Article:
kids encyclopedia robot

Chesapeake Bay Interpretive Buoy System facts for kids

Kids Encyclopedia Facts
The Patapsco River Chesapeake Bay Interpretive Buoy System smart buoy

Chesapeake Bay Interpretive Buoy System (CBIBS) is a network of observational buoys that are deployed throughout the Chesapeake Bay to observe the estuary's changing conditions and to serve as way points along the Captain John Smith Chesapeake National Historic Trail. They are maintained by the United States National Oceanic and Atmospheric Administration (NOAA). These "smart buoys" observe and record meteorological, oceanographic and water quality data which can be obtained in real-time by calling 1-877-BUOY-BAY or by logging on to CBIBS is an operational buoy system in the Chesapeake Bay dedicated to maintaining a broad range of measurements necessary to track Bay restoration progress.

Location of the buoys

There are ten operational buoys in the system located:

  • at the mouth of the Susquehanna River (near Havre de Grace, Maryland) 39°32.541′N 76°04.495′W / 39.542350°N 76.074917°W / 39.542350; -76.074917 (CBIBS Susquehanna River (S))
  • at the mouth of the Patapsco River (near Baltimore) 39°09′07″N 76°23′28″W / 39.15191°N 76.39115°W / 39.15191; -76.39115 (CBIBS Patapsco River (SN))
  • at the mouth of the Severn River (near Annapolis, Maryland) 38°57′47″N 76°26′51″W / 38.9631°N 76.4475°W / 38.9631; -76.4475 (CBIBS Annapolis (AN))
  • in the Upper Potomac River south of the Woodrow Wilson Bridge (near Alexandria, Virginia) 38°47′15.6″N 77°02′08.34″W / 38.787667°N 77.0356500°W / 38.787667; -77.0356500 (CBIBS Upper Potomac (UP))
  • off the mouth of the Little Choptank River 38°33.375′N 76°24.882′W / 38.556250°N 76.414700°W / 38.556250; -76.414700 (CBIBS Gooses Reef (GR))
  • at the mouth of the Potomac River (near Point Lookout, Maryland) 38°01′59″N 76°20′08″W / 38.033°N 76.3355°W / 38.033; -76.3355 (CBIBS Potomac (PL))
  • at the mouth of the Rappahannock River (near Stingray Point and Deltaville, Virginia) 37°33′06″N 76°15′05″W / 37.5517°N 76.2514°W / 37.5517; -76.2514 (CBIBS Stingray Point (SR))
  • in the James River (near Charles City, Virginia) 37°18′50″N 77°11′28″W / 37.3138°N 77.191°W / 37.3138; -77.191 (CBIBS VCU Rice Rivers Center (RC))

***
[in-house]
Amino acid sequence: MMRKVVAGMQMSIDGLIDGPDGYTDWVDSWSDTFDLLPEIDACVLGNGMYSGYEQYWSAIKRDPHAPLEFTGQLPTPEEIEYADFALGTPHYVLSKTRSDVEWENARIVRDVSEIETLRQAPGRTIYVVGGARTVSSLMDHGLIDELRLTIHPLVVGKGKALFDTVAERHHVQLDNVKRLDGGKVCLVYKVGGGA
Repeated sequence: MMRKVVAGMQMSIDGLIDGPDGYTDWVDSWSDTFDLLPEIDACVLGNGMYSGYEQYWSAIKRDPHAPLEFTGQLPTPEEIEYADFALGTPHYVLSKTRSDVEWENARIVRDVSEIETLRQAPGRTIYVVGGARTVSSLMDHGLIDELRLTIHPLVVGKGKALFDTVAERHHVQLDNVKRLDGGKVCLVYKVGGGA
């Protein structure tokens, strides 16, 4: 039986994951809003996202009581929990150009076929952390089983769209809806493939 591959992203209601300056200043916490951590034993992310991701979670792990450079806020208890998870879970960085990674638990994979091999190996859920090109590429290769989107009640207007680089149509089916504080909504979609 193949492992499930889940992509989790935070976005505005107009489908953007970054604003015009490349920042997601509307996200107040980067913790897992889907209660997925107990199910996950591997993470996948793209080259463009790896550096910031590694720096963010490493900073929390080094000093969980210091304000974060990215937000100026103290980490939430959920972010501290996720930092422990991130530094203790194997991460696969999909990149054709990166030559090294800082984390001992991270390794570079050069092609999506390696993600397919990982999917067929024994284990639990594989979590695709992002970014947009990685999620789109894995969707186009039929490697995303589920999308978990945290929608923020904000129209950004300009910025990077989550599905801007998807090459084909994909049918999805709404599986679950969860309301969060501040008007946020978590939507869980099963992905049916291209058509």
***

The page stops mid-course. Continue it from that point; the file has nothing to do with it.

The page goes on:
• in the James River (near Jamestown, Virginia) 37°12′15″N 76°46′39″W / 37.20417°N 76.7775°W / 37.20417; -76.7775 (CBIBS Jamestown (J))
  • in the Elizabeth River (near Norfolk, Virginia) 36°50′44″N 76°17′53″W / 36.8455°N 76.298°W / 36.8455; -76.298 (CBIBS Norfolk (N))
  • at the mouth of the Chesapeake Bay (near Cape Henry, Virginia) 36°58′45″N 76°02′37″W / 36.9793°N 76.0436°W / 36.9793; -76.0436 (CBIBS First Landing (FL))

Types of data observed

The buoys observe and record a wide variety of meteorological, oceanographic, and water quality real-time data including air temperature, relative humidity, barometric pressure, wind speed and direction, wave height and direction, currents, water temperature, salinity, dissolved oxygen, chlorophyll, and turbidity. Anyone can obtain the data by calling 1-877-BUOY-BAY or by going to

Some buoys in the network have experimental sensors that record changes in water level and nutrient (nitrogen and phosphorus) pollution levels. The James River buoy has an instrument that can track the passage of Atlantic sturgeon tagged by scientists.

Relationship to other ocean observing systems

CBIBS is a component of the Chesapeake Bay Observing System (CBOS) and the U.S. Integrated Ocean Observing System (IOOS).


A variety of partners contribute to the Chesapeake Bay Interpretive Buoy System including the U.S. Coast Guard and Coast Guard Auxiliary, the National Park Service, the Maryland Department of Natural Resources, the U.S. Army Corps of Engineers, the Chesapeake Conservancy, the Conservation Fund, the National Geographic Society, the Chesapeake Bay Foundation, the Friends of the John Smith Chesapeake Trail, Dominion Power, Virginia Commonwealth University, and the Nauticus museum (located in Norfolk, Virginia).

Data users

CBIBS data is relied on by a variety of users including recreational boaters, fishermen, commercial mariners, scientists, educators, and natural resource decision makers.

Link to the National Historic Trail

In addition to providing real-time data about the Bay's changing conditions, CBIBS also marks and interprets the Captain John Smith Chesapeake National Historic Trail, the first water trail in the National Historic Trail System. This trail is administered by the National Park Service and commemorates Captain Smith's exploratory voyages in the Bay during the summer of 1607 and 1608.

kids search engine
Chesapeake Bay Interpretive Buoy System Facts for Kids. Kiddle Encyclopedia.